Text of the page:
German rail workers strike
The German train drivers’ union, the GDL, struck the German railroad company Deutsche Bahn on Nov. 6 for the third time in a month. The strike was scheduled to last four days, the longest in DB history. The union called it off on Nov. 8 as a “friendly gesture,” according to GDL leader Claus Weselsky. (tz.de, Nov. 8)
The strike was effective. Only one train out of three ran, according to DB, and stopping freight deliveries closed factories.
The head of the German bourgeoisie, Christian Democratic Chancellor Angela Merkel; the Social Democrats (socialist in name only); and the largest transport union, the EVG — notorious for its collaboration with the bosses — opened up a harsh attack on the GDL.
The media published Weselsky’s phone number with a photograph of his home in order to whip up commuters against him. These forces even compared the GDL to the Islamic State in Iraq and moved to have the strike declared illegal by the courts.
Despite this pressure from the German ruling class, the court, in a stunning rebuke to the government, declared that the GDL had a constitutional right to strike.
The GDL is demanding a 5 percent wage increase and a cut in their hours from 39 to 37 a week. They also want DB to recognize that they represent all the “mobile” workers: conductors and on-board catering staff.
DB, formed in 1994 as a privatized version of the two state companies in previously East and West Germany, is a joint-stock company with the government owning a majority of the stock.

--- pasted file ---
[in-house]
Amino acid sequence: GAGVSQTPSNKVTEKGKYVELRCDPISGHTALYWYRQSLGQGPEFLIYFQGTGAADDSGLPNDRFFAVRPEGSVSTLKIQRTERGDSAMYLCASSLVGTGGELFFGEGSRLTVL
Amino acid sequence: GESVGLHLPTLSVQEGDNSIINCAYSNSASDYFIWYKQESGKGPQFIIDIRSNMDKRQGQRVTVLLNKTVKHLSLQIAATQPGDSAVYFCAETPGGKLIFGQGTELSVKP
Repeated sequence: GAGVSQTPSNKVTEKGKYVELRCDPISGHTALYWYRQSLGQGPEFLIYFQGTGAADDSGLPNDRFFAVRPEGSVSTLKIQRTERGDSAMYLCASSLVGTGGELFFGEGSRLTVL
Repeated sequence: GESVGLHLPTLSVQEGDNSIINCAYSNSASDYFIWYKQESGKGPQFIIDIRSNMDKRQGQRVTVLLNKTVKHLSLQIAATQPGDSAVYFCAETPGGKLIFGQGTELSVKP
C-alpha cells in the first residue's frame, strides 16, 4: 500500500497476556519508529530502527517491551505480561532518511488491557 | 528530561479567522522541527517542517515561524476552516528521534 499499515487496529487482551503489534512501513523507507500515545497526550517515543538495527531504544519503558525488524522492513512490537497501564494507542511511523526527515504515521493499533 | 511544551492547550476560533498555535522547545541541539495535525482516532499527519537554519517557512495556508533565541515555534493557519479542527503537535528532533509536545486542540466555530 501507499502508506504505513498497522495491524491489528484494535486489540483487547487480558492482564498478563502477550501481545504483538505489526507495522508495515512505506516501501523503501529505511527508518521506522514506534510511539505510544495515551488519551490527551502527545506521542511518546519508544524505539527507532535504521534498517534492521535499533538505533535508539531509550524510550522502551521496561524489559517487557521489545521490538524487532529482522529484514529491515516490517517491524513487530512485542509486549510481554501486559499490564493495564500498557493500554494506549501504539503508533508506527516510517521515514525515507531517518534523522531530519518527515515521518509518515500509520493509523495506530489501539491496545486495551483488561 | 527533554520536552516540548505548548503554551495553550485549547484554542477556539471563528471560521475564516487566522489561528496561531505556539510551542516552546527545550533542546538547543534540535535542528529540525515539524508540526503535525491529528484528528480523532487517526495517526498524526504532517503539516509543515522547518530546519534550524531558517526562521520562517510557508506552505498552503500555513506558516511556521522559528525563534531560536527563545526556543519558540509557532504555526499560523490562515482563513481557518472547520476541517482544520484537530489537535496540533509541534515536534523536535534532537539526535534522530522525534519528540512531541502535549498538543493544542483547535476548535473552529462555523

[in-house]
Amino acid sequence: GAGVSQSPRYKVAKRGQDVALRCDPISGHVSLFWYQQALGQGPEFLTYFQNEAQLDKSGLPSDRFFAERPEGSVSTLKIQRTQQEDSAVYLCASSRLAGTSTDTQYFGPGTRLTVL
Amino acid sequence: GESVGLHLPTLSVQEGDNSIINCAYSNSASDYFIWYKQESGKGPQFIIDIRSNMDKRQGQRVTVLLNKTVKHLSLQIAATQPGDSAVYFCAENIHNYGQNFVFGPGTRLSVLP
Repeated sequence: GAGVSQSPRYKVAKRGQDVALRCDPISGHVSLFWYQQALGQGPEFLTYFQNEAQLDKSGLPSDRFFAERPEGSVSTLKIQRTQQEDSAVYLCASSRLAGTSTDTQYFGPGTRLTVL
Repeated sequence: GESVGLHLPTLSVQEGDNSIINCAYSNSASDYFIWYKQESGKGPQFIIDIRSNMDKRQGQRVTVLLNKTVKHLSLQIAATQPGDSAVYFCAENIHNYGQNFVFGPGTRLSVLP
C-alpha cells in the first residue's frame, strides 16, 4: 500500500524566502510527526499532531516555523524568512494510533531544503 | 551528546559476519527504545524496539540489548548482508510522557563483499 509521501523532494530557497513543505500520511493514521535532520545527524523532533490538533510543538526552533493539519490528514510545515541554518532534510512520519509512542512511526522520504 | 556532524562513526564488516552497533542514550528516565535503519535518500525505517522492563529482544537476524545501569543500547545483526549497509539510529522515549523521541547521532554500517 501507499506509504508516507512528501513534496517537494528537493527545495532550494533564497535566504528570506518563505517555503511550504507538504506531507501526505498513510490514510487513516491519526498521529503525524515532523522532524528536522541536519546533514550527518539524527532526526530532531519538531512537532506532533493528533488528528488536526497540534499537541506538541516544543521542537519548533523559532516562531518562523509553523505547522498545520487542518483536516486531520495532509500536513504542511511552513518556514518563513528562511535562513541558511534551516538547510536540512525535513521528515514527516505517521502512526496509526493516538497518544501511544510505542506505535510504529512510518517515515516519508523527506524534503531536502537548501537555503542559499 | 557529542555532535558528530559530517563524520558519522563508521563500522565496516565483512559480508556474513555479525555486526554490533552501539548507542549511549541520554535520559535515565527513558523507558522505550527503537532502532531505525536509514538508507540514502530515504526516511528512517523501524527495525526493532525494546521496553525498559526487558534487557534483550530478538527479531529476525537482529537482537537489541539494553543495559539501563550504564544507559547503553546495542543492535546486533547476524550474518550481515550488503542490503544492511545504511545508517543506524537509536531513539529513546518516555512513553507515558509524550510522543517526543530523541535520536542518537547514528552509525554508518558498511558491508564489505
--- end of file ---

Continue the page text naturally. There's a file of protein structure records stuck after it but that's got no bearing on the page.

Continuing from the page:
Due to staff cutbacks and speed up, train drivers get only one weekend off a month. They did around 3 million hours of overtime in 2013, which cost the working class in Germany 2,237 jobs.
German workers have suffered a series of reverses for decades, especially after the annexation of the German Democratic Republic in 1990. The German bosses pushed the costs — first, of this process and then, of the 2008 recession — onto the backs of the German workers.
The percentage of German workers in unions fell from 40.6 percent in 1991 to 18.5 percent in 2010, the latest year for which figures are available from the Organization for Economic Cooperation and Development. This is probably due to a lot more part-time and temporary workers and job outsourcing outside Germany.
The German government is trying to break the GDL and every union in the country, but the workers are resisting and fighting back, which is their right.